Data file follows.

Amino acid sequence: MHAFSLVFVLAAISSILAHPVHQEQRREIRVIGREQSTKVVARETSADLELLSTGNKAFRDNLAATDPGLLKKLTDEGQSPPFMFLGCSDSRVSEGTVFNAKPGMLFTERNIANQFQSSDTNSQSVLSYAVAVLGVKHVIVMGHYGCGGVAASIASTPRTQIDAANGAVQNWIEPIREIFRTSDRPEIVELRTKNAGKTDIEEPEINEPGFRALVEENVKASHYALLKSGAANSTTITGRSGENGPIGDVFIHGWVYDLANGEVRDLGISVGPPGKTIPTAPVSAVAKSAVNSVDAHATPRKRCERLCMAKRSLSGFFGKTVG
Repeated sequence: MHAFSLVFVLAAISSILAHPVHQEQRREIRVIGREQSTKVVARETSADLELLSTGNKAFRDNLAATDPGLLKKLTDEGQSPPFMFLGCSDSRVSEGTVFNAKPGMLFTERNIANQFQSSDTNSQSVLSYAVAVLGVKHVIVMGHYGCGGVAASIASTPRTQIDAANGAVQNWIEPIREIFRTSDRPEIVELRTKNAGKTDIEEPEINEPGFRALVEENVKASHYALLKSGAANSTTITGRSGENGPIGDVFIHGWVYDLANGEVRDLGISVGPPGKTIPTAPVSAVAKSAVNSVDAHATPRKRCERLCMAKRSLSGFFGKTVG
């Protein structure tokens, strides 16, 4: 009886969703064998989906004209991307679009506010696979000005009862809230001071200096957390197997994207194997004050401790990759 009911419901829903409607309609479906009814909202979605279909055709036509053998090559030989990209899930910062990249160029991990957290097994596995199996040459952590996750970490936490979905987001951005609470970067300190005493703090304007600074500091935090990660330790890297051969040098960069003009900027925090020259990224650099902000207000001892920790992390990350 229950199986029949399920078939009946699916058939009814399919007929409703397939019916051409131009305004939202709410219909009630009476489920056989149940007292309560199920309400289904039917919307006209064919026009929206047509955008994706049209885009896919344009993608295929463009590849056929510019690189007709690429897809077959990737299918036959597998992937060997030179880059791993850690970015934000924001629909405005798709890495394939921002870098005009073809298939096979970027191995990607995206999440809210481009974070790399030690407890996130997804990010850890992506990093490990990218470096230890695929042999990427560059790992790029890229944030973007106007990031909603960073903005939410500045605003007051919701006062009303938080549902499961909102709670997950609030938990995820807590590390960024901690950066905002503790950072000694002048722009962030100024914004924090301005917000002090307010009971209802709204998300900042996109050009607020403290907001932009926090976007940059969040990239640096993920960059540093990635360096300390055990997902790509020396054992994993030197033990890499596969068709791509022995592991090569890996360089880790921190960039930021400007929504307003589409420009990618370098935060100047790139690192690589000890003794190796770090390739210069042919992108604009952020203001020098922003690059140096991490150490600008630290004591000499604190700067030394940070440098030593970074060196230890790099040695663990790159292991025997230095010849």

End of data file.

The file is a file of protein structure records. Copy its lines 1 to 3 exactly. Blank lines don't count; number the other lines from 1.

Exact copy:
Amino acid sequence: MHAFSLVFVLAAISSILAHPVHQEQRREIRVIGREQSTKVVARETSADLELLSTGNKAFRDNLAATDPGLLKKLTDEGQSPPFMFLGCSDSRVSEGTVFNAKPGMLFTERNIANQFQSSDTNSQSVLSYAVAVLGVKHVIVMGHYGCGGVAASIASTPRTQIDAANGAVQNWIEPIREIFRTSDRPEIVELRTKNAGKTDIEEPEINEPGFRALVEENVKASHYALLKSGAANSTTITGRSGENGPIGDVFIHGWVYDLANGEVRDLGISVGPPGKTIPTAPVSAVAKSAVNSVDAHATPRKRCERLCMAKRSLSGFFGKTVG
Repeated sequence: MHAFSLVFVLAAISSILAHPVHQEQRREIRVIGREQSTKVVARETSADLELLSTGNKAFRDNLAATDPGLLKKLTDEGQSPPFMFLGCSDSRVSEGTVFNAKPGMLFTERNIANQFQSSDTNSQSVLSYAVAVLGVKHVIVMGHYGCGGVAASIASTPRTQIDAANGAVQNWIEPIREIFRTSDRPEIVELRTKNAGKTDIEEPEINEPGFRALVEENVKASHYALLKSGAANSTTITGRSGENGPIGDVFIHGWVYDLANGEVRDLGISVGPPGKTIPTAPVSAVAKSAVNSVDAHATPRKRCERLCMAKRSLSGFFGKTVG
């Protein structure tokens, strides 16, 4: 009886969703064998989906004209991307679009506010696979000005009862809230001071200096957390197997994207194997004050401790990759 009911419901829903409607309609479906009814909202979605279909055709036509053998090559030989990209899930910062990249160029991990957290097994596995199996040459952590996750970490936490979905987001951005609470970067300190005493703090304007600074500091935090990660330790890297051969040098960069003009900027925090020259990224650099902000207000001892920790992390990350 229950199986029949399920078939009946699916058939009814399919007929409703397939019916051409131009305004939202709410219909009630009476489920056989149940007292309560199920309400289904039917919307006209064919026009929206047509955008994706049209885009896919344009993608295929463009590849056929510019690189007709690429897809077959990737299918036959597998992937060997030179880059791993850690970015934000924001629909405005798709890495394939921002870098005009073809298939096979970027191995990607995206999440809210481009974070790399030690407890996130997804990010850890992506990093490990990218470096230890695929042999990427560059790992790029890229944030973007106007990031909603960073903005939410500045605003007051919701006062009303938080549902499961909102709670997950609030938990995820807590590390960024901690950066905002503790950072000694002048722009962030100024914004924090301005917000002090307010009971209802709204998300900042996109050009607020403290907001932009926090976007940059969040990239640096993920960059540093990635360096300390055990997902790509020396054992994993030197033990890499596969068709791509022995592991090569890996360089880790921190960039930021400007929504307003589409420009990618370098935060100047790139690192690589000890003794190796770090390739210069042919992108604009952020203001020098922003690059140096991490150490600008630290004591000499604190700067030394940070440098030593970074060196230890790099040695663990790159292991025997230095010849």